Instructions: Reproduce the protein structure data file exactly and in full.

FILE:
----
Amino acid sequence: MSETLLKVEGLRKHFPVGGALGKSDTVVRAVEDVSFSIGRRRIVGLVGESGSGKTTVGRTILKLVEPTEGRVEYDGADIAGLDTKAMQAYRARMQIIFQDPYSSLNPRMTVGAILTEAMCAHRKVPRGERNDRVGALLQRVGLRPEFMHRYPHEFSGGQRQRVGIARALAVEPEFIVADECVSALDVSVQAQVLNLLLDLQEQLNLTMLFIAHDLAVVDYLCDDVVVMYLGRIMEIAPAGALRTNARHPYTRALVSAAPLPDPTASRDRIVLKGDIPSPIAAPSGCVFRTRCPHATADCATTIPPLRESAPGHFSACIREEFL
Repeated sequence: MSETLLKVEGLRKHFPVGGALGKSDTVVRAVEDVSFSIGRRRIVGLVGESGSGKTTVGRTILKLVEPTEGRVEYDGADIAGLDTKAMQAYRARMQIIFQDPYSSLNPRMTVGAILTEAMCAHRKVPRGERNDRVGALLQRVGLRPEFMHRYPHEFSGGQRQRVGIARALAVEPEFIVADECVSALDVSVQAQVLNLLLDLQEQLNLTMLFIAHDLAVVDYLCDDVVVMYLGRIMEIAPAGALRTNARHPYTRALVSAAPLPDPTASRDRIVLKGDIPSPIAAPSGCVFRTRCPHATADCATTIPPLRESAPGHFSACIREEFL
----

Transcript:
Amino acid sequence: MSETLLKVEGLRKHFPVGGALGKSDTVVRAVEDVSFSIGRRRIVGLVGESGSGKTTVGRTILKLVEPTEGRVEYDGADIAGLDTKAMQAYRARMQIIFQDPYSSLNPRMTVGAILTEAMCAHRKVPRGERNDRVGALLQRVGLRPEFMHRYPHEFSGGQRQRVGIARALAVEPEFIVADECVSALDVSVQAQVLNLLLDLQEQLNLTMLFIAHDLAVVDYLCDDVVVMYLGRIMEIAPAGALRTNARHPYTRALVSAAPLPDPTASRDRIVLKGDIPSPIAAPSGCVFRTRCPHATADCATTIPPLRESAPGHFSACIREEFL
Repeated sequence: MSETLLKVEGLRKHFPVGGALGKSDTVVRAVEDVSFSIGRRRIVGLVGESGSGKTTVGRTILKLVEPTEGRVEYDGADIAGLDTKAMQAYRARMQIIFQDPYSSLNPRMTVGAILTEAMCAHRKVPRGERNDRVGALLQRVGLRPEFMHRYPHEFSGGQRQRVGIARALAVEPEFIVADECVSALDVSVQAQVLNLLLDLQEQLNLTMLFIAHDLAVVDYLCDDVVVMYLGRIMEIAPAGALRTNARHPYTRALVSAAPLPDPTASRDRIVLKGDIPSPIAAPSGCVFRTRCPHATADCATTIPPLRESAPGHFSACIREEFL